Does their ability to see homes displayed “the Redfin way” change the value of real estate and all the underpinnings of that value? YES!!!

      “Those numbers mean nothing to me.”

      If an agent came to your house saying he was the TOP agent and sold 100 homes, and the Redfin site said he sold THREE homes…it would at least spark a level playing field intelligent discussion. Your being armed with some facts…even if they are incorrect facts…would even the field. Perhaps he has a really good reason why Redfin says 3 and he says 100. But you deserve to have the information to ask the question…no?

      The reality is that agents look at $ volume more than # of units. No one really wants to be “the kickass” agent that sells 150 $30,000 pieces of crap for a bank. Total $ volume $4,500,000. They’d rather sell a dozen $375,000 homes or 6 $750,000 homes. So no…# of homes sold does not mean much, even in the agent world. In fact too many usually means pretty sleazy work. A good agent can rarely do a great job for more than 36 in a year TOPS!. 24 more like it in a good market. 12 in a slow market.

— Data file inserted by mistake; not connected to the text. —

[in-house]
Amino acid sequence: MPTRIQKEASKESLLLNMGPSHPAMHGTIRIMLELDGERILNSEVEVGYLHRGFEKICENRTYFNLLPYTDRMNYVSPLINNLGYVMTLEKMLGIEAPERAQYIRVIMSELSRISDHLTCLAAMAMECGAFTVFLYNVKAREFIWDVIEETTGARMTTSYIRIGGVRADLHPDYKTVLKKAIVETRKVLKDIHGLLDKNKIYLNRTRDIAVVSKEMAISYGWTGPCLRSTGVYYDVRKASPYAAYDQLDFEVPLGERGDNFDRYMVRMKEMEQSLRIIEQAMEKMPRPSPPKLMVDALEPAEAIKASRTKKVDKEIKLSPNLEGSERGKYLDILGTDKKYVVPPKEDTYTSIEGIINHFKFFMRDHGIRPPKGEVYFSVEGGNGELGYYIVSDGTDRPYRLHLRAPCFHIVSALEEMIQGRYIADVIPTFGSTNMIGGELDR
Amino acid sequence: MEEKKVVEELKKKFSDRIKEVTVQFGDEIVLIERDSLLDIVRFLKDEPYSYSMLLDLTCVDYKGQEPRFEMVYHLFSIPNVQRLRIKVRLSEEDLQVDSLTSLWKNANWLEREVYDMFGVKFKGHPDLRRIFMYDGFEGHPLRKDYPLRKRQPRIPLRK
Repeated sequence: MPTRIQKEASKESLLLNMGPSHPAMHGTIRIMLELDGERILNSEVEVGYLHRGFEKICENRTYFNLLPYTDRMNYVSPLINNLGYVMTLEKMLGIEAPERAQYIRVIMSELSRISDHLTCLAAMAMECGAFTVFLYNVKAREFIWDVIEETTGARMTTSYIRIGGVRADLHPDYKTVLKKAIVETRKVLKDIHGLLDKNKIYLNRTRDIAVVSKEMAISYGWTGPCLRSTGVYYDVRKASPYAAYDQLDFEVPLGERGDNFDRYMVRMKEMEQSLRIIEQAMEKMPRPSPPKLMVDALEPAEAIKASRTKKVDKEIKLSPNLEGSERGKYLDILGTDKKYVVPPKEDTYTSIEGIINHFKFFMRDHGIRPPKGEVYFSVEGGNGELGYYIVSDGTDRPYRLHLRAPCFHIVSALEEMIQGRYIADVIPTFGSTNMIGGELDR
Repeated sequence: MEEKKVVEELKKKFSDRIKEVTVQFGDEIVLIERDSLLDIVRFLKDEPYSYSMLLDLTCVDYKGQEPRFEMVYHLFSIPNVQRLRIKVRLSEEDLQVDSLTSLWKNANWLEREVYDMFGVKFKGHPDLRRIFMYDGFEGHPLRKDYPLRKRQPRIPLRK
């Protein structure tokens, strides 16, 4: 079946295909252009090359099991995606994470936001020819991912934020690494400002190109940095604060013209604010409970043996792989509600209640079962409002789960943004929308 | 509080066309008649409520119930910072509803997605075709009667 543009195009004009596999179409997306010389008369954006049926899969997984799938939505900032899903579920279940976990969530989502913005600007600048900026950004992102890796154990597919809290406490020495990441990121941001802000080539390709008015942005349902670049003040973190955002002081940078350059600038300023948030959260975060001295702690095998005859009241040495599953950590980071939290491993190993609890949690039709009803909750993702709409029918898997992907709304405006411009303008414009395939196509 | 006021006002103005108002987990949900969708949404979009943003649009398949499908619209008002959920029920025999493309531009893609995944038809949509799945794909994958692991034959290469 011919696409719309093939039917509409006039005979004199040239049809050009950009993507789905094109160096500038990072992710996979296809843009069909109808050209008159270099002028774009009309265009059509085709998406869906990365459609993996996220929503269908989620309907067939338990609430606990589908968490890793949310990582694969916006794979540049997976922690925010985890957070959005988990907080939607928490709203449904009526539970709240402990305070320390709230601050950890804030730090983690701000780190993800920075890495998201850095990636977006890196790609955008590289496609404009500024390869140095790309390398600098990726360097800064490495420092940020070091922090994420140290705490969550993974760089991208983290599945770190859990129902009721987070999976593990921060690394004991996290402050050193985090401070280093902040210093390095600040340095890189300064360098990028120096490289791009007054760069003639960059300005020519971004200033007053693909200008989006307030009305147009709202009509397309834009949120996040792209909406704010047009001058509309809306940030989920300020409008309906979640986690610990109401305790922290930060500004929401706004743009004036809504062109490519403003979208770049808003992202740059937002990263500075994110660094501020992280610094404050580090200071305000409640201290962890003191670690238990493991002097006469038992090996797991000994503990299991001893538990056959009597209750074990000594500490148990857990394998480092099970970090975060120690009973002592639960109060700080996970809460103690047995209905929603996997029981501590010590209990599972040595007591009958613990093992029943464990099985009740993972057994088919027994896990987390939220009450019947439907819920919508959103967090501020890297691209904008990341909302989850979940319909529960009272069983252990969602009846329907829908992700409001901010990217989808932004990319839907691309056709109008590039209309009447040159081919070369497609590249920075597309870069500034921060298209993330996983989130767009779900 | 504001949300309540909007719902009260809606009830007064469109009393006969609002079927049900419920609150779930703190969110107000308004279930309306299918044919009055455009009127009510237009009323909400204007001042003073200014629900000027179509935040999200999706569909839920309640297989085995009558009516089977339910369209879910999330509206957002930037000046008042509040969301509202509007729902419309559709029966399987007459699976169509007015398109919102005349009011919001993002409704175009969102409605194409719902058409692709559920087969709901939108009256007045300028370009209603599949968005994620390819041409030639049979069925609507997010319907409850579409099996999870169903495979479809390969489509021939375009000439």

Most people would rather have the individual time of an agent who sells 12-36 houses a year, especially if they are buying or selling a home worth $500,000 or more, than one who sells 150 a year. People read too much into the net result of what The Scouting Reports would be. A bunch of egos got knocked over, when in fact, the agent with a dozen is often the most respected agent by both his clients and his peers than the 150 units agent who knows no one’s name, and loses more than he closes by missing a lot of details.

      But if the numbers come out eventually…all of that will come out too. More information out there breeds more and better discussion about that information. Except for the “Na Na Boo Boo” people. But even the Na Na Boo Booers will get over the shock of it…and better info will flow from it…eventually.

      Most good change starts with a big shocker! Like Rosa Parks sitting in the front of the bus.

    • 🙂
      In the end, what we want, Jeff, doesn’t matter. Not sure if it should either. Love the “if only Realtors® could tell the truth about each other” line. I think as it stands right now, the fear of some violation of the code needs to go away for that to even be a possibility.